On August 3, 2020, a federal court in New York threw out a handful of key Department of Labor (DOL) rules for implementing the Families First Coronavirus Response Act (FFCRA). As we’ve previously reported, the FFCRA provides emergency sick leave and family and medical leave to employees who are unable to work for reasons related to COVID-19 (coronavirus). The DOL rules on how to administer the FFCRA and the related DOL FAQs have been widely relied on by employers during this pandemic. The federal court decided that the DOL overstepped its authority with four specific rules:
Work availability requirement: Under this DOL rule, employees aren’t eligible for FFCRA leave if their employer doesn’t have work for them. In other words, the employee can’t use leave if the workplace is temporarily shut down, or if the employee is on furlough or layoff. The court determined that it’s overreaching to exclude all employees from FFCRA benefits under all circumstances when the employer doesn’t have work for them. Further guidance from the DOL will be necessary to determine how employers should handle leave requests from employees currently or previously on furlough or layoff.
Intermittent leave restrictions: The DOL rule only allows employees to take intermittent leave for limited COVID-19 reasons, and then only if the employer and the employee agree. The court didn’t find any rationale to support the requirement for employer consent when the employee’s need for intermittent leave is unrelated to illness. This opens the door for employees to take intermittent FFCRA leave to care for a child whose school or place of care is closed, regardless of whether the employer approves.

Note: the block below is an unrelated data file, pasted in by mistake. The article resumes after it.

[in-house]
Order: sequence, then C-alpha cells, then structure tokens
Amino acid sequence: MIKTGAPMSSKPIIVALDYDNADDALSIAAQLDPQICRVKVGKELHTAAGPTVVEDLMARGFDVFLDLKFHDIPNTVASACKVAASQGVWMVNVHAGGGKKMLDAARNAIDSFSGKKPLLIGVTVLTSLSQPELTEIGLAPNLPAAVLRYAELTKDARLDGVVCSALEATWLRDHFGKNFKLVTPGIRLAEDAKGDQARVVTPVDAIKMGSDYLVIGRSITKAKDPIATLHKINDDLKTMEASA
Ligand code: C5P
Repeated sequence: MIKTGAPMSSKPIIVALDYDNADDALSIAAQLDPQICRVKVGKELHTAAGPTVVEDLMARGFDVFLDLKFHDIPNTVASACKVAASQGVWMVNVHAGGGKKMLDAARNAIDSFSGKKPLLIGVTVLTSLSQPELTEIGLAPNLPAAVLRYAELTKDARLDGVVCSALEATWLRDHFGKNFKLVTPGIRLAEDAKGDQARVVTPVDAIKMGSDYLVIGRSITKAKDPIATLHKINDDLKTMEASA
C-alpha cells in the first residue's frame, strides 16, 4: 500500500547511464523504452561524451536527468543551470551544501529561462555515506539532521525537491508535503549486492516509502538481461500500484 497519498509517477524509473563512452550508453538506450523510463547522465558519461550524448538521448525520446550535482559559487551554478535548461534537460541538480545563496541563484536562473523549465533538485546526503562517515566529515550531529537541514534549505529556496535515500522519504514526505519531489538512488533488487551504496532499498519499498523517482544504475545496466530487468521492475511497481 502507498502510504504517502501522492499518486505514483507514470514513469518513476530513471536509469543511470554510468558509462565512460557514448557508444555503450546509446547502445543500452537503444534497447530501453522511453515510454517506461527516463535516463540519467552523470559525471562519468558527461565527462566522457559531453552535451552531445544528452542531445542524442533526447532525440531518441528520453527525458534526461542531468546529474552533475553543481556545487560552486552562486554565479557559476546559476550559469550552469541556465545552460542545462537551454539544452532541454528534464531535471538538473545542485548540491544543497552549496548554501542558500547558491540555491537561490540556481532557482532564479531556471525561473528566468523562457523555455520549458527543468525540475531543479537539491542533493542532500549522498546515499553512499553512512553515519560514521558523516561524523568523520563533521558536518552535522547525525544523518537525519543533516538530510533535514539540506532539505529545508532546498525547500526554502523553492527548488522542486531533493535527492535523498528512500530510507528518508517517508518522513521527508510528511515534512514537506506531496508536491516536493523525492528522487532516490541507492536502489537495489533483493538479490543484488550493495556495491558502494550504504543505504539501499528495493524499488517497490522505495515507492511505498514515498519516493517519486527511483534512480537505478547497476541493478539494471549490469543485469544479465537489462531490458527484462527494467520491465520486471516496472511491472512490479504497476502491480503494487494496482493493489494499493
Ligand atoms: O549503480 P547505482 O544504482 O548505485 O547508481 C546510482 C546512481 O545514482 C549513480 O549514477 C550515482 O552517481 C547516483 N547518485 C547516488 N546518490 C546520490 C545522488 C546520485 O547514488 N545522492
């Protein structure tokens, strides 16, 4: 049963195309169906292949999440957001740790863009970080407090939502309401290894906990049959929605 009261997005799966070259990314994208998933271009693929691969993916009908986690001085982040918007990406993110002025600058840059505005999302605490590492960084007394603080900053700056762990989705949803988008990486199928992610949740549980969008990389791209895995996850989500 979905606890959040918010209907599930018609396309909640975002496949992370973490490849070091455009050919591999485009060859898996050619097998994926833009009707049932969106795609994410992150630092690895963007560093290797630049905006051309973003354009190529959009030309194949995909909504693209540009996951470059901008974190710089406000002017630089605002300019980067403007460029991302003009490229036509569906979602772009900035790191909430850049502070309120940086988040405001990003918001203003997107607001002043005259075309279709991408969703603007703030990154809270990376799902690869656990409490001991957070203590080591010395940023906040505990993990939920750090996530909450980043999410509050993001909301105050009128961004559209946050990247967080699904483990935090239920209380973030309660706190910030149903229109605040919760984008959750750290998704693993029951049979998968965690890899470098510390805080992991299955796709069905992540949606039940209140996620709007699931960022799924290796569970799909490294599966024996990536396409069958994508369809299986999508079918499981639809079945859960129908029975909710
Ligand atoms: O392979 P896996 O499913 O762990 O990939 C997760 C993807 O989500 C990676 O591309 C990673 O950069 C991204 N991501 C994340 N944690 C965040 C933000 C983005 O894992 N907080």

Documentation required before leave begins: To the extent the DOL rule requires documentation from the employee prior to taking leave even when the need for leave was unforeseeable, the rule goes beyond what the FFCRA requires and the court said it’s invalid. The documentation itself can still be required; the court only took issue with the timing aspect.
Definition of “health care provider” that can be excluded from the FFCRA: The DOL rule defines “health care provider” based on the employer’s industry rather than the employee’s position or job duties. The court said the employee’s role needs to be connected to providing health care services in order to be properly excluded from the FFCRA. Employers who are excluding employees from FFCRA benefits based on this overbroad definition will need to reevaluate the connection between employees’ roles and the provision of health care services.
The court determined that these invalid portions of the rules can be stricken while the rest of the rules remain in effect (New York v. Dept. of Labor, SD NY, Aug. 2020).
Tips: Although this decision was made by a federal court in New York, employers should presume that the court’s changes to the FFCRA rules apply throughout the country. The DOL is almost certain to appeal this decision, so the validity of these rules and/or what to do in their absence is likely to be uncertain for a while. We will continue to update members on further developments. In the meantime, contact your Vigilant Law Group employment attorney to strategize about how these changes may affect your FFCRA policy. For more information on the FFCRA, see our Model Policy, Families First Coronavirus Response Act Policy, and our Model Form, Families First Coronavirus Response Act Leave Request Form.